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Practice makes near perfect at bedtime

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April 16, 2014
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Ketones in the Night


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Lindsey Guerin

After the picnic last night, I was extremely tired. It'd been an incredibly long week, we'd just played all kinds of games, and to top it off my blood sugar was low. So I ate some fruit and mixed nuts hoping I wouldn't have to eat anything heavier right before crashing into my bed. But my blood sugar wouldn't come up, it seemed to only be dropping. I drank juice and ate crackers, intently watching the CGMS to tell me when it was rising.

 

Finally about 1am, I saw the 78 and 80 start to come up. With that peace of mind, I settled into bed watching late night sitcoms. At some point I must have fallen asleep because the next thing I knew my cat was nudging me and crying. I checked the clock: 5am. I checked myself: I felt okay, but a little off. I got up to use the bathroom half-asleep, but when the cat kept following me and rubbing on me, I felt like something was seriouslyoff. I checked my blood sugar and was shocked to see the 314 beep onto the screen. At once, the nausea, itchy skin and overall icky feeling in my body made sense.

 

The CGMS confirmed that I'd been flying high since about 2am...guess all that food finally caught up with me (not the first time that a troubled low caused a terrible high afterwards). Then I remembered that I'd fallen asleep before doing my nightly Lantus injection. I immediately bolused for the high (a normal 4 units) and my Lantus (a "lowered" dose of 12 units). I drank some water and ate sugar-free Jell-O since my stomach was so upset. As I layed back in bed, I wondered about my cat waking me up. He kept smelling me, tickling me with his wet nose and whiskers. Did he smell the ketones? Did I reek of high blood sugars?

 

After I'd taken all the necessary steps to get the high down, the cat wasn't amused anymore. So I drifted back to sleep, hoping that the morning would bring me into range without any trouble. At 9am I woke to the sound of the CGMS vibrating to tell me something was wrong with my blood sugar...I was afraid the correction made me low. But the CGMS claimed a 264. Frustration washed over me as the meter confirmed 263. It'd been too long for the other correction bolus to still be working, so I bolused another 4 units (this time accounting for more ketones than I did the first time).

 

Since I was taking today to sleep in after the long week, I went back to sleep. And around 11am, I woke up feeling only slightly better than the night before and with a blood sugar of 151. In the past week, I've gotten up almost every night with a blood sugar issue. As much as I love the CGMS alarms (and my cat), I'm tired of being alarmed so often about everything. Of course, there is the other end of the spectrum where without the CGMS (and my cat), I could be dead. On more than one occasion, I've woken to a blood sugar of 55 or lower. And the high last night was tearing my body apart.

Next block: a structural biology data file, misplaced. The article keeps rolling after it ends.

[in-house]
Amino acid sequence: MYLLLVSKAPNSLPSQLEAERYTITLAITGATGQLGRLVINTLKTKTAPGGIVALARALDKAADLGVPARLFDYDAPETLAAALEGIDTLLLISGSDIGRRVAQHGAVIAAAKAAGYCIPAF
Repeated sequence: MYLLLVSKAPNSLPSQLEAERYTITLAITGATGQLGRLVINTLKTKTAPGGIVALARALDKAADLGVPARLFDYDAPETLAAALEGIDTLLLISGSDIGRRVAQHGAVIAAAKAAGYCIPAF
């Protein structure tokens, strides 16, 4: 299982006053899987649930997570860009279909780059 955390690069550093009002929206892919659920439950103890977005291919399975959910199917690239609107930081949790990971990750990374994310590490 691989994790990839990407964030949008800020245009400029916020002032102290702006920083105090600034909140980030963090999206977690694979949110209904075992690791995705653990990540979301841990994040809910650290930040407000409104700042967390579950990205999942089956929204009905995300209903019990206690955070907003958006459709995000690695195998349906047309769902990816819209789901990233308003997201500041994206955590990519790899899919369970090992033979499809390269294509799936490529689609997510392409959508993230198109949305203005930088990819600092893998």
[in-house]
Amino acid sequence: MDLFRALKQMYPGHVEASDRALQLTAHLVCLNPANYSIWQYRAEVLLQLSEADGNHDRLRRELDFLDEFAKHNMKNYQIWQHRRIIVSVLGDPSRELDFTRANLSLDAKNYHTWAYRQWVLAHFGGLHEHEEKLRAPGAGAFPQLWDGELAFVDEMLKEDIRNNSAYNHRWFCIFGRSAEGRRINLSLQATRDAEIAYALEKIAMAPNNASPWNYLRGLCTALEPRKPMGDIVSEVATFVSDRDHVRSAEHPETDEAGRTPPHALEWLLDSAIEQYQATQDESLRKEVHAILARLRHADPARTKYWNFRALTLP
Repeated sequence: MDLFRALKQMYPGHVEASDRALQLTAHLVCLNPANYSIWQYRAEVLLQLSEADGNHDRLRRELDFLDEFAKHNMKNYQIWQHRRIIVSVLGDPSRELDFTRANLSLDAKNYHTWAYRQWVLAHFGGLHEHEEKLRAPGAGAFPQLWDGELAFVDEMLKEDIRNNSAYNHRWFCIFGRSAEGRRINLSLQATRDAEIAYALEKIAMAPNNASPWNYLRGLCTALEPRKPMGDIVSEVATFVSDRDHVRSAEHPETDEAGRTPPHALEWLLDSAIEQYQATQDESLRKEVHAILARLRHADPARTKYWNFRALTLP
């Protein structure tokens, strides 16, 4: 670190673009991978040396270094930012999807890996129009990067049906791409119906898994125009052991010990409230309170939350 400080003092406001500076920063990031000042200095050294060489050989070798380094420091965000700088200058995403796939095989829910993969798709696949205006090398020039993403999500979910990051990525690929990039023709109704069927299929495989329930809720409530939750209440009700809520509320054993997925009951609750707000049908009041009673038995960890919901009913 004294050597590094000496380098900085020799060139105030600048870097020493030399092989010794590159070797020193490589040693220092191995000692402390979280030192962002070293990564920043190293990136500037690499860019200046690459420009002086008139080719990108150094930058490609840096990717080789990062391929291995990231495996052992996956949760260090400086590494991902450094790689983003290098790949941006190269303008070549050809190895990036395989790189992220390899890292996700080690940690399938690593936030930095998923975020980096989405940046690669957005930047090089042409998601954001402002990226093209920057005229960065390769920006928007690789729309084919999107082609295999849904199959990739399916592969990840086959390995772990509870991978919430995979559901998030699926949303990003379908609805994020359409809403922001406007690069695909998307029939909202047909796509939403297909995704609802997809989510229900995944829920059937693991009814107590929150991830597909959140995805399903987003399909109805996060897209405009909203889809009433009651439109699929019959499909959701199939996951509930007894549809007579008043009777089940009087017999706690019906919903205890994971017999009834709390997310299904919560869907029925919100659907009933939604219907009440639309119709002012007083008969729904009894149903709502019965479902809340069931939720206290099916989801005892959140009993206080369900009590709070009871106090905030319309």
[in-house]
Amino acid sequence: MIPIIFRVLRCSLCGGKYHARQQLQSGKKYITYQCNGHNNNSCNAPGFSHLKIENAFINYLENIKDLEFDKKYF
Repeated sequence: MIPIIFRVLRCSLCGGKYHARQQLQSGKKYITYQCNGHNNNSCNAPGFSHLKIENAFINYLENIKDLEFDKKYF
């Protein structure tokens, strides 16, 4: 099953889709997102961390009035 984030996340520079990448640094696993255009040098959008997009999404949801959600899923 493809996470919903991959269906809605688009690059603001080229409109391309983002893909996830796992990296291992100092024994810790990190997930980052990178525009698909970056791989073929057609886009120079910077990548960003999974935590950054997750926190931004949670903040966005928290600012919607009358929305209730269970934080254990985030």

But I'm still tired, exhausted, and frustrated. I wish I could get the mix right between food, exercise, and insulin. I keep bouncing around, from one end of the spectrum to the other. Today, I'm trying a 10 unit morning Lantus and a 12 unit evening Lantus dose. I'm also throwing in a 2-3 mile run so I'm lowering my food boluses by 1 unit. I've kept the evening dose at 12 for a few days now, not seeing many lows. But I'm still struggling with afternoon and evening lows, so I'm hoping 10 units will push me back into range without causing me to soar high again. Or if I do, I hope my cat catches it sooner this time!



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Megan Holmes
Megan Holmes Megan was diagnosed in 2009 with Type I. As an RN, she was familiar with the medical side of her diagnosis; learning to be a good patient on the other hand, was and continues to be the challenge of her day to day life.   (Read More)
Michelle Kowalski
Michelle Kowalski Michelle Kowalski, a writer, editor and photography hobbiest living in Phoenix, was diagnosed with Type 2 diabetes in February 2005. In January 2008, as part of her quest to start on an insulin pump, Michelle learned that she actually has type 1 diabetes.   (Read More)
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